James Forsyth

May’s indecision is not helping Tory Brexit tensions

May's indecision is not helping Tory Brexit tensions
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After PMQs today, Theresa May will rush back to Downing Street to chair a meeting of the Brexit inner Cabinet. This meeting will take place against a backdrop of heightened Tory infighting over Europe. This isn’t being caused by the Cabinet, who have been fairly well behaved in recent days, but the backbenches.

May’s problem is that both wings of the Tory party think that her policy is, to a certain extent, equidistant between them. So, whenever one side ratchets up the rhetoric, the other feels obliged to follow suit.

Since Jacob Rees-Mogg took over as chair of the European Research Group, the main Brexiteer group in the Tory party, it has taken a far more confrontational approach to the government. Rather than putting the best gloss on May’s compromises, it is instead warning of the UK becoming a vassal state and the like. Now this is in part, as Rees-Mogg came close to admitting, because the ERG wants to get something on the ‘end state’ in exchange for accepting the terms of transition. But this heightened rhetoric has drawn a reaction from the other side; culminating in Anna Soubry’s demand that the ERG-lot be thrown out of the party.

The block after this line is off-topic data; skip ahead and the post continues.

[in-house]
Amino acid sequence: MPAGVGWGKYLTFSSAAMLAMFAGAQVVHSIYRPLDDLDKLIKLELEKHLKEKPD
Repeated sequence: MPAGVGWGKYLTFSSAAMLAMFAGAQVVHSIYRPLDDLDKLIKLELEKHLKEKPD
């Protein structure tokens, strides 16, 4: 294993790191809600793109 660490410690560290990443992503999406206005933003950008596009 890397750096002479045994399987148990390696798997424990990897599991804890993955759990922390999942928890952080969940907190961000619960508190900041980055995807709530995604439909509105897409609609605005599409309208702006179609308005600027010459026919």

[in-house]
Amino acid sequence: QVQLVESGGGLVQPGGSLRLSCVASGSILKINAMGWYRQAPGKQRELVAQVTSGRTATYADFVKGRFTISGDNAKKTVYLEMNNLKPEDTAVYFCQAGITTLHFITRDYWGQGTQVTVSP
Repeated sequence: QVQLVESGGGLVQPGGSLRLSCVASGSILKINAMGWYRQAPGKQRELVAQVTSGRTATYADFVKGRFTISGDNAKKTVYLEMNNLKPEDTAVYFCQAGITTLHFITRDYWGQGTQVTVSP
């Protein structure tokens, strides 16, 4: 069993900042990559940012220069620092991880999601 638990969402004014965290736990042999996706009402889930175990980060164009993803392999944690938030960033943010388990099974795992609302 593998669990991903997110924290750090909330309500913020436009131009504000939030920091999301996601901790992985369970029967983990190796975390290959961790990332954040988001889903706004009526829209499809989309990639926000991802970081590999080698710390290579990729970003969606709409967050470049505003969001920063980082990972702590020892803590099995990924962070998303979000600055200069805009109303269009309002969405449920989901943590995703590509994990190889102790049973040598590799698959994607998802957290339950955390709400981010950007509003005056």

Keeping the Tory party together over the next few years is not going to be easy. The final Tory battle over Europe may well be the bloodiest. But I do think that if May gave a clearer lead some of these tensions would ease. The two factions would feel less inclined to jump up and down on their end of the see-saw if they felt that May had made up her mind.